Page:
The majority of the book focused on his issues growing up and not the case itself. It didn’t really feel like we got to the bottom of anything from the ‘mind of the serial killer’ and just constant excuses for his behavior. Also I wasn’t quite comfortable with the amount of forgiveness that was given to him throughout the book, his Mother in particular coming to her own jury conclusion – she is his Mother, of course unconsciously she is going to be on his side. At one point she cuts him out and then goes back, only to criticise her family members who have decided to have nothing to do with Luka (Anna then admits to cutting those family members out herself, which is insane in my opinion, she is siding with a murderer over her other family members).
So the book cuts between chapters from Anna’s perspective, chapters of things Luka has said and then chapters titled various aliases that Luka has had in the past. I quite liked the way the book was broken up and the chapters were short and snappy so it was a good read for my quick commutes or if you just fancied a break from a work for 5-10 minutes every now and again.
I just think for me, because this was such a high profile case that I actively remember reading about and seeing all over the news I could not take the book at all seriously due to the fact it was very much ‘poor Luka’. I even remember the kitten video that is also tied to him (which he does admit doing, because Manny forced him) all over the internet. The only mention of his victim tends to be briefly and in passing, then the book moves on to talk about how he is a victim himself and the trauma he dealt with growing up, or that he looked sad during his trial.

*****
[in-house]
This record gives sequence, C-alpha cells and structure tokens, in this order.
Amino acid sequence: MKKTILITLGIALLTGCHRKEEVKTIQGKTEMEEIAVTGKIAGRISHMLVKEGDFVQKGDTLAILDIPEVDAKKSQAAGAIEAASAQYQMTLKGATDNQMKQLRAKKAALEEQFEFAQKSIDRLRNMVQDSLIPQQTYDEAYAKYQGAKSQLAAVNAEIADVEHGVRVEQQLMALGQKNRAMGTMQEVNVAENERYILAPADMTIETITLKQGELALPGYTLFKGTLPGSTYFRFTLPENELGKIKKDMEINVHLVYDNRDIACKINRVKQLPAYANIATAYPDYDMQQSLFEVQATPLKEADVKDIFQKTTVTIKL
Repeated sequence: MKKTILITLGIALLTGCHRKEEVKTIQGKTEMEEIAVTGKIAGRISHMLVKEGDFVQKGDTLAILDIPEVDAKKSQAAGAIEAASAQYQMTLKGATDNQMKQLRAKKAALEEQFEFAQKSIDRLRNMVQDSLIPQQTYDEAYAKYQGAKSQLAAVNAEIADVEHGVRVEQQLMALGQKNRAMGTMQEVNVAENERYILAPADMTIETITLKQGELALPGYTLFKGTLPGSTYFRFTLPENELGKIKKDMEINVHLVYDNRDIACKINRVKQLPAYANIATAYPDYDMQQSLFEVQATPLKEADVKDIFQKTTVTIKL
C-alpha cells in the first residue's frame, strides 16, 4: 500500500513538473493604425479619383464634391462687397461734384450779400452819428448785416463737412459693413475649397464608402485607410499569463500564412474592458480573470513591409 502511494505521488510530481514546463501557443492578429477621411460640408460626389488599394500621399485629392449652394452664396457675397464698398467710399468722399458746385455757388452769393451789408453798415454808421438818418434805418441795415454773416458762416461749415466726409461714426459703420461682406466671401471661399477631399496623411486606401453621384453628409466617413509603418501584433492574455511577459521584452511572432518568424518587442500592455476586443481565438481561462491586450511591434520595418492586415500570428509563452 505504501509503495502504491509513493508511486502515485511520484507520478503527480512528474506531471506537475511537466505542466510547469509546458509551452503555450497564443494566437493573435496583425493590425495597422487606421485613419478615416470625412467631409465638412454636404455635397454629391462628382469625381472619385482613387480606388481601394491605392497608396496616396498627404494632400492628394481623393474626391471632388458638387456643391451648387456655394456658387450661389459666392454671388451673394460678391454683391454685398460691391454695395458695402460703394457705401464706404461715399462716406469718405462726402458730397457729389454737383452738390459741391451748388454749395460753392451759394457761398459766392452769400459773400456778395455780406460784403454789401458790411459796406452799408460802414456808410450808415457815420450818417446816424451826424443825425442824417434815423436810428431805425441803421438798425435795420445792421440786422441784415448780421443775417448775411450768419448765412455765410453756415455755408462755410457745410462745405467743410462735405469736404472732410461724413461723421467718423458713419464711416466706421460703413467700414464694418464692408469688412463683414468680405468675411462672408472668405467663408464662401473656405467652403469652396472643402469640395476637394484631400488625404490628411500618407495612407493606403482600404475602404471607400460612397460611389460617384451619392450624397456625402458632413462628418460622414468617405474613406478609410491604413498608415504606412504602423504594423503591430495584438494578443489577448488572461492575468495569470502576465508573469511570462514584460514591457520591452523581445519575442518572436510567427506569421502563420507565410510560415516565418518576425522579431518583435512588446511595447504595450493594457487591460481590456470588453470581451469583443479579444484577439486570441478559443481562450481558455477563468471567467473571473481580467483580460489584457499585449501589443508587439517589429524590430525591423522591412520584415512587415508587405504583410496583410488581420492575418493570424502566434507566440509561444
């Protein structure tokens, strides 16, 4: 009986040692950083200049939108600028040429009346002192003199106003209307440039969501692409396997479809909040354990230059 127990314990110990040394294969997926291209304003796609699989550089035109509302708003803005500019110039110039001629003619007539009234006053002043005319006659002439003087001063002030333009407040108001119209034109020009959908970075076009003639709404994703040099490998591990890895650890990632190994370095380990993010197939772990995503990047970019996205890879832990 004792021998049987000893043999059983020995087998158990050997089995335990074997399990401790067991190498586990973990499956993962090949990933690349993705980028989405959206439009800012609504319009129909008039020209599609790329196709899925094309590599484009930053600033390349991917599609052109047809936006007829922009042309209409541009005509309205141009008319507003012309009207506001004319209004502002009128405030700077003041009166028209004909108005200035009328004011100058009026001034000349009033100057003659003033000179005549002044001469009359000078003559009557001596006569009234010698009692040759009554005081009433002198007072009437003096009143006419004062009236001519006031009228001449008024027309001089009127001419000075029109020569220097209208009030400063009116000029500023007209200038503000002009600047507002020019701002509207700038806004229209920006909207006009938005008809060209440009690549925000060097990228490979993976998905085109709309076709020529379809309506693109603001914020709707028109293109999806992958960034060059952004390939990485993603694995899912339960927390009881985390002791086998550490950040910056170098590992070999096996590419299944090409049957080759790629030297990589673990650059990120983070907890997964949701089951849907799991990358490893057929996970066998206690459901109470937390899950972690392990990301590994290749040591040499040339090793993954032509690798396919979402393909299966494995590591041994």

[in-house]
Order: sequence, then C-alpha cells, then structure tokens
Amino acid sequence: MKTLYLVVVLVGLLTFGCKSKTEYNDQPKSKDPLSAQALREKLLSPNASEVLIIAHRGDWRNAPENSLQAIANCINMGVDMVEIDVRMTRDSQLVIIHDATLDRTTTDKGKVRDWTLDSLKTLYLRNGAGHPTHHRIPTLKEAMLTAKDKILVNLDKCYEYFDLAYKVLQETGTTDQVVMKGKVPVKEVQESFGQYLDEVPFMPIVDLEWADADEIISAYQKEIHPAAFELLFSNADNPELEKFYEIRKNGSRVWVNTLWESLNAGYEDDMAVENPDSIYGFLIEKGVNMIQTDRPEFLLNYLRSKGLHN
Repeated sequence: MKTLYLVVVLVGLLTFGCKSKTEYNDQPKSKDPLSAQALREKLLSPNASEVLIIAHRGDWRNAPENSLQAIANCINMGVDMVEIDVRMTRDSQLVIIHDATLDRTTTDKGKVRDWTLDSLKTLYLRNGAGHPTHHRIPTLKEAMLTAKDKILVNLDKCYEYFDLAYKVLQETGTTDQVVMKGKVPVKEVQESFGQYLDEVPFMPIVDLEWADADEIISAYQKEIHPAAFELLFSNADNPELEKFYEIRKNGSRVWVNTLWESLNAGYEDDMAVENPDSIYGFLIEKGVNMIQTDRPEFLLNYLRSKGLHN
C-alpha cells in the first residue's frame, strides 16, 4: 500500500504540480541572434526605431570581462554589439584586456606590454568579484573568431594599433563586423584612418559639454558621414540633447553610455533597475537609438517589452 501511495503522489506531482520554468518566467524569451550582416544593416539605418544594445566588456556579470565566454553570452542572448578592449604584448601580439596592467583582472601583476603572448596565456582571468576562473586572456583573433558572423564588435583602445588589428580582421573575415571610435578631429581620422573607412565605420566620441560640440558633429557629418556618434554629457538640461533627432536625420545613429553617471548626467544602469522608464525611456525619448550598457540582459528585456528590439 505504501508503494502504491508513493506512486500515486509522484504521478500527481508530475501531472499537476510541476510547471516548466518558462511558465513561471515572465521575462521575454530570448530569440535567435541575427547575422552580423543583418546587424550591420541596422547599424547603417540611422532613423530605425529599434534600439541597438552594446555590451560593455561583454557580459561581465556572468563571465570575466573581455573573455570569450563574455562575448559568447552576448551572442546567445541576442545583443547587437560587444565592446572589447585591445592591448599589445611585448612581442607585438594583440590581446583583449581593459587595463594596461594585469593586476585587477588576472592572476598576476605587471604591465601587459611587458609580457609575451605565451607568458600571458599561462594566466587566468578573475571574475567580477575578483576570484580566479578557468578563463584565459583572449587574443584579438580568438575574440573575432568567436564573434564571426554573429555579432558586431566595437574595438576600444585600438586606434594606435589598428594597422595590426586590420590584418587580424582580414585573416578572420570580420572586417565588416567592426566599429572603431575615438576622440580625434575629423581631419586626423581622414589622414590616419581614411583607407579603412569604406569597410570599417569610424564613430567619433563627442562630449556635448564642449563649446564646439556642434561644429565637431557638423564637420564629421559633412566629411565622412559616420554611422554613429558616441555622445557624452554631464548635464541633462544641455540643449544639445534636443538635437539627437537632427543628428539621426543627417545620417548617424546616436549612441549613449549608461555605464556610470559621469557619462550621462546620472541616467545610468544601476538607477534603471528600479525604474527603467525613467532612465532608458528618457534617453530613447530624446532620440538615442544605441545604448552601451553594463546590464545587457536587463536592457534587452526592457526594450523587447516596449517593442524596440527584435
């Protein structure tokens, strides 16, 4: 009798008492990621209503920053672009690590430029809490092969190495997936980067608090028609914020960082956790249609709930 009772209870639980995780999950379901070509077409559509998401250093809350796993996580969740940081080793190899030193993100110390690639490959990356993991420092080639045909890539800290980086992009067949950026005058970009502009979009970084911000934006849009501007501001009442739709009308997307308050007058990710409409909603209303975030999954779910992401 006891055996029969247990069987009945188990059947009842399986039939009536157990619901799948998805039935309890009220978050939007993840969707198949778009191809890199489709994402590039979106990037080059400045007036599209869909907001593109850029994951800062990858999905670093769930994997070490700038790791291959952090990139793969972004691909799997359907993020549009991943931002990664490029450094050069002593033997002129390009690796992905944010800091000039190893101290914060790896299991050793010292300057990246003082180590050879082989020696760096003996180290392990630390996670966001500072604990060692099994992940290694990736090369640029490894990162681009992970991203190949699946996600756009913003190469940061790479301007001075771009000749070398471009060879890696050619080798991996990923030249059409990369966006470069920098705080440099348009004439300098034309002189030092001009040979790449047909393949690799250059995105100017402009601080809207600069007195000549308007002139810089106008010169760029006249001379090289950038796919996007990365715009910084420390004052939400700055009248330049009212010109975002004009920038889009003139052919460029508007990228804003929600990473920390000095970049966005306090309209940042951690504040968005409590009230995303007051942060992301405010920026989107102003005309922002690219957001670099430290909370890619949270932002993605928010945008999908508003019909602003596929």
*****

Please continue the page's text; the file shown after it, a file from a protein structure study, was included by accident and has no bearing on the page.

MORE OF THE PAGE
When I’d reached around 70% of the way through it was way post his trial and was his mother talking about seeing him I thought it could have ended here – there wasn’t actually much chat about the case or deep dive into why he did it because HE kept telling everyone he wasn’t a sociopath or schizophrenic, so it felt a little drawn out near the second half of the book. And then to add a cherry on top of the cake came the ending of the book, which really upset me because it was a ‘oh, he is getting married and he deserves forgiveness, he didn’t do it – it was Manny’ (again, someone investigators never had found to exist).
I guess I assumed the book would be more about the case and finding out why he would do such a thing, rather than a book about his Mother. Luka does not give anyone a ‘look into the mind’ of a serial killer as he simply refuses to acknowledge the murder throughout the book and just keeps saying it was all lies that the internet fabricated, and that he was being controlled by a man who was part of an underground mob. Also without the evidence that Luka may have had mental health issues, in my opinion this book just helped confirm that he really is a very disturbed and emotionally detached man.
I rated this book a 2.5/5 stars and I would recommend picking it up in the sale if you’re interested in true crime.
Let me know what you thought of my review below!